5 Percent Reduction For Cook Islands Freight Costs

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Southern Reef company providing increased shipping services

By Calida Smylie

RAROTONGA, Cook Islands (Cook Islands News, Oct. 8, 2012) – A 5 percent reduction in all shipping freight costs to and from the Cook Islands was announced on Friday.

The announcement was made by Associate Minister of Transport Teina Bishop at a reception at Mama’s Cafe to celebrate the new Southern Reef service, run by the Tai Moana consortium and Reef Shipping.

"Long live this relationship," Bishop proclaimed, to applause from a crowd of around 50, mostly loyal Reef customers.

Uritaua-i-uta Andrew Turua believes the new development is for the benefit of all Cook Islanders.

"Whether you are a politician, whether you are a ua ariki, whether you are an ordinary guy, this is for all of us. We own this place – the development belongs to us."

All Black legend Michael Jones, who is a director at Reef Shipping in New Zealand, came across for the party along with his colleagues trade manager Ewan Grant and account manager Shelly Wright.

He says the new service, which has doubled the number of sailings from Auckland to Rartonga and more than doubled the capacity to carry goods here, will greatly benefit Cook Islanders.

The Southern Reef arrived via Tahiti on Saturday morning, and has opened up a historic trading and cultural route that has been dormant for nearly 50 years. The ship will take over the service that Tiare Torupu started 90 years ago.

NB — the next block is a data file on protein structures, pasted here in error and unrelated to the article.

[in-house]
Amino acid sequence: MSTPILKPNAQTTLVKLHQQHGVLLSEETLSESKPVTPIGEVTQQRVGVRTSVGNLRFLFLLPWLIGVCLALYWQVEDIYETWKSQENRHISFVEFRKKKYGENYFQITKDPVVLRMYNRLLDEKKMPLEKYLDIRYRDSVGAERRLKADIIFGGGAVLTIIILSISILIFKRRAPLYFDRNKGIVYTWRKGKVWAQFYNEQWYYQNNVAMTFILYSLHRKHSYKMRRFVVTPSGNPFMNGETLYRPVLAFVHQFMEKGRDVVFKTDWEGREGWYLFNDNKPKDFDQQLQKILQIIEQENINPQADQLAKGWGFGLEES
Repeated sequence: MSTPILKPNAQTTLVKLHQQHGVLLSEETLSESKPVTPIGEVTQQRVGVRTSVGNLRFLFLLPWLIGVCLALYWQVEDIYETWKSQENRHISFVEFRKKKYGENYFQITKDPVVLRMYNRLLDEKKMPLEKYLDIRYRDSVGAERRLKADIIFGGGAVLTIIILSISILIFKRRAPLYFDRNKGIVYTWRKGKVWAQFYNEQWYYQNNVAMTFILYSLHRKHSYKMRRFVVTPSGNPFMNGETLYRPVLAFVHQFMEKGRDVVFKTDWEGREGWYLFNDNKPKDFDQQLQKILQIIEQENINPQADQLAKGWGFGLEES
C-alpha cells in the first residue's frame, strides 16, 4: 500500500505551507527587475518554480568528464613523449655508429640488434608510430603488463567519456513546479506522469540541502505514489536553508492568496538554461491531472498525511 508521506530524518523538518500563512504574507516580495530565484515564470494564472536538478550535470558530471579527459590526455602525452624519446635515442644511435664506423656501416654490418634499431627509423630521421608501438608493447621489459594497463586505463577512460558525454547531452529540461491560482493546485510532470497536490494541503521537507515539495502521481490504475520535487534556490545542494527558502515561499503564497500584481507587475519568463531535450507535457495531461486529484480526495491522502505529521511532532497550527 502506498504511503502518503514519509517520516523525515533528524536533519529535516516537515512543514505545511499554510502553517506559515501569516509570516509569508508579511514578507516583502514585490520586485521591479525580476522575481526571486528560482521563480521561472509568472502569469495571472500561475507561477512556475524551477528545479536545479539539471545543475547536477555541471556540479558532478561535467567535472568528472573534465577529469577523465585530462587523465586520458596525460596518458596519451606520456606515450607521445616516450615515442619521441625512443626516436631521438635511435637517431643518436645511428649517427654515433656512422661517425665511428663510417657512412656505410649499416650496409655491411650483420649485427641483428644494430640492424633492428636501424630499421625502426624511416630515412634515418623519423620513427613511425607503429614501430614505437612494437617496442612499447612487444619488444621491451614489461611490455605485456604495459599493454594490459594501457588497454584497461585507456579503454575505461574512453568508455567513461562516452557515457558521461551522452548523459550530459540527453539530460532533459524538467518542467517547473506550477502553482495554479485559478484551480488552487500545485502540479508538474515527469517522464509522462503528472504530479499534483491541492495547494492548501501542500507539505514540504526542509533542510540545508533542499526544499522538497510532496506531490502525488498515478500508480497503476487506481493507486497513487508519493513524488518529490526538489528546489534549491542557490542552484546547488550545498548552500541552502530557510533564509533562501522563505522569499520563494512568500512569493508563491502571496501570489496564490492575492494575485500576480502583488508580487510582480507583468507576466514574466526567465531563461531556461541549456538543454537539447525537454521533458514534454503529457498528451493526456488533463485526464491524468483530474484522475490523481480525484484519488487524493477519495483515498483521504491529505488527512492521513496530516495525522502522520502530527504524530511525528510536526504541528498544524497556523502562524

Goods unloaded into Rarotonga from the Southern Reef this weekend included a shipment of state-of-the-art Tahitian-made outrigger canoes.

The vessel will also take away 14 containers of PET plastic bottles recycled from the landfill, free of charge.

"Reef is very much a shipping company that is committed to the region...we believe we are a good fit for the community," said Jones, pointing out the company is 100 percent New Zealand owned and operated, with a long history in the Pacific.

"Shipping is critical to society and making sure there is a sustainable future," he said.

Jones thanked Cook Islanders for their continued support, finishing with the Maori proverb he aha te mea nui o te ao? He tangata, he tangata, he tangata – what is the most important thing in the world? It is people, it is people, it is people.

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